Wednesday, February 13
Blow the trumpet in Zion; sound the alarm on my holy mountain! Let all the inhabitants of the land tremble, for the day of the Lord is coming, it is near—a day of darkness and gloom, a day of clouds and thick darkness! Like blackness spread upon the mountains a great and powerful army comes; their like has never been from of old, nor will be again after them in ages to come. Yet even now, says the Lord,
return to me with all your heart, with fasting, with weeping, and with mourning; rend your hearts and not your clothing. Return to the Lord, your God, for he is gracious and merciful, slow to anger, and abounding in steadfast love, and relents from punishing. Who knows whether he will not turn and relent, and leave a blessing behind him, a grain-offering and a drink-offering for the Lord, your God?
Blow the trumpet in Zion; sanctify a fast; call a solemn assembly; gather the people. Sanctify the congregation; assemble the aged; gather the children, even infants at the breast. Let the bridegroom leave his room, and the bride her canopy. Between the vestibule and the altar let the priests, the ministers of the Lord, weep. Let them say, ‘Spare your people, O Lord, and do not make your heritage a mockery, a byword among the nations. Why should it be said among the peoples,“Where is their God?” (Joel 2:1-2, 12-17)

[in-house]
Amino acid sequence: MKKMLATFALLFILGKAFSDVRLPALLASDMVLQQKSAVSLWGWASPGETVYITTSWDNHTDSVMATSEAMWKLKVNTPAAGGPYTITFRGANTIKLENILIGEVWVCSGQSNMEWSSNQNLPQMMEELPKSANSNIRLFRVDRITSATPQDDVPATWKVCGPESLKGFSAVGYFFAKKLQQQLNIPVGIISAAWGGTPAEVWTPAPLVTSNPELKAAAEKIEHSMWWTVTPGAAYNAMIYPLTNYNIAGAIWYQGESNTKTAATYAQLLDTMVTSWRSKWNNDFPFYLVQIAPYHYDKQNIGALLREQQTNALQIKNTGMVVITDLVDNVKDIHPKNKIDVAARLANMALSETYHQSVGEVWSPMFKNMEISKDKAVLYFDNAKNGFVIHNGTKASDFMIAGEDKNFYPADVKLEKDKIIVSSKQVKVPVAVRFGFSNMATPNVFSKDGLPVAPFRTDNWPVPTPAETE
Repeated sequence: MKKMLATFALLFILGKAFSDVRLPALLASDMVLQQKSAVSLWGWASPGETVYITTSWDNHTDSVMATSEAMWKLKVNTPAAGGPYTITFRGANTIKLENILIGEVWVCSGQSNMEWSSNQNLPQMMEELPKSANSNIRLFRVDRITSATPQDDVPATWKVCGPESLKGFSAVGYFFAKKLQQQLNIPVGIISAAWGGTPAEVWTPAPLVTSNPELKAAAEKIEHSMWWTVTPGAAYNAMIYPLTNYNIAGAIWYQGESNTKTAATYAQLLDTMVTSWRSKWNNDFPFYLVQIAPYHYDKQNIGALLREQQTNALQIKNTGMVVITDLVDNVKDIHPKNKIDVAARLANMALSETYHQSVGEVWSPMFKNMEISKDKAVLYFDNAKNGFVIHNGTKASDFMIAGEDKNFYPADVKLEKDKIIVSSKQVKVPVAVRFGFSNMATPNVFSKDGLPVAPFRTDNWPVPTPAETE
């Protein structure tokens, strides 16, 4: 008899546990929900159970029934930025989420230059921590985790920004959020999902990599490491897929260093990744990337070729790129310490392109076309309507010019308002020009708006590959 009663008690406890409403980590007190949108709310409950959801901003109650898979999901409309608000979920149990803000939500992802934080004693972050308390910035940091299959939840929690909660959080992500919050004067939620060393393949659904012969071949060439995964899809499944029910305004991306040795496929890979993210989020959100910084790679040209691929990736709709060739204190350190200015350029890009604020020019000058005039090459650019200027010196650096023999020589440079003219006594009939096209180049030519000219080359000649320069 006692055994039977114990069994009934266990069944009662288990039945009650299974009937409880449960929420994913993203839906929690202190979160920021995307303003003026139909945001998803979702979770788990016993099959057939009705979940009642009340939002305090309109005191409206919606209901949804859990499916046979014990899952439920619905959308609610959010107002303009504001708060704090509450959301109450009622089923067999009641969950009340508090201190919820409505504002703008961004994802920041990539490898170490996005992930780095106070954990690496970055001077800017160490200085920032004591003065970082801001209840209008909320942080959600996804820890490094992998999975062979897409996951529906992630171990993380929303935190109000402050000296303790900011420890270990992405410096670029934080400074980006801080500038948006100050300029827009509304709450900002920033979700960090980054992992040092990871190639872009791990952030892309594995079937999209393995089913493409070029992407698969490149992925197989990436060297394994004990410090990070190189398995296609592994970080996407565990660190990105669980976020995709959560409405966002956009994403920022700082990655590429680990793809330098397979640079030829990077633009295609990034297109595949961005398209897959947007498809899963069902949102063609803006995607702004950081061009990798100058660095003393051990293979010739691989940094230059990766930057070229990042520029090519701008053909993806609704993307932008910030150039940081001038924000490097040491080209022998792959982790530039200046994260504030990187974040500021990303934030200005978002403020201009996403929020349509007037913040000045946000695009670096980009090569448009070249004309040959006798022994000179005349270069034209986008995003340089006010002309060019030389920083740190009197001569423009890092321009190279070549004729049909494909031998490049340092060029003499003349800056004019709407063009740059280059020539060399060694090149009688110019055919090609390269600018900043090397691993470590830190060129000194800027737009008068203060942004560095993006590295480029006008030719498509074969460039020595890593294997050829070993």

Today is Ash Wednesday and the beginning of the season of Lent. It is the time that many Christians contemplate their transgressions, fast, and repent. In Joel we see that the trumpet is blown and there is the sound of an alarm. Darkness, gloom, and black clouds are coming. We are encouraged to return to the Lord with all of our heart, with fasting, weeping, and mourning.
Joel tells us that the Lord is gracious and compassionate, slow to anger and abounding in love and he relents from sending calamity. He will send a blessing. Joel asks that all ages of people convene leaving no one out, not even children, elders, bridegrooms, or brides. All are to repent and return to the Lord.
We have each gone through tough times. I have always felt that I was very lucky. My health is good, I have a loving family, and things usually work out well for me. My darkest times were in the years 2005- early 2008. I lost two sisters, my brother, and two aunts in a period of eight months in 2005. I was devastated and survived by suppressing emotions, doing what needed to be done, being supported by friends and trusting God that things would get better. In the next eighteen months I also lost my husband, a 2 month old great grandchild, and my mother. It is still hard for me to bring up memories of that time and of those I lost.
There were blessings during that dark time but the biggest blessing came about a year and a half later when I met my husband to be, Bob! Each year during Lent, I do remember the dark times and know that blessings also follow them.
-Submitted by Ruth Jenkins-McIntire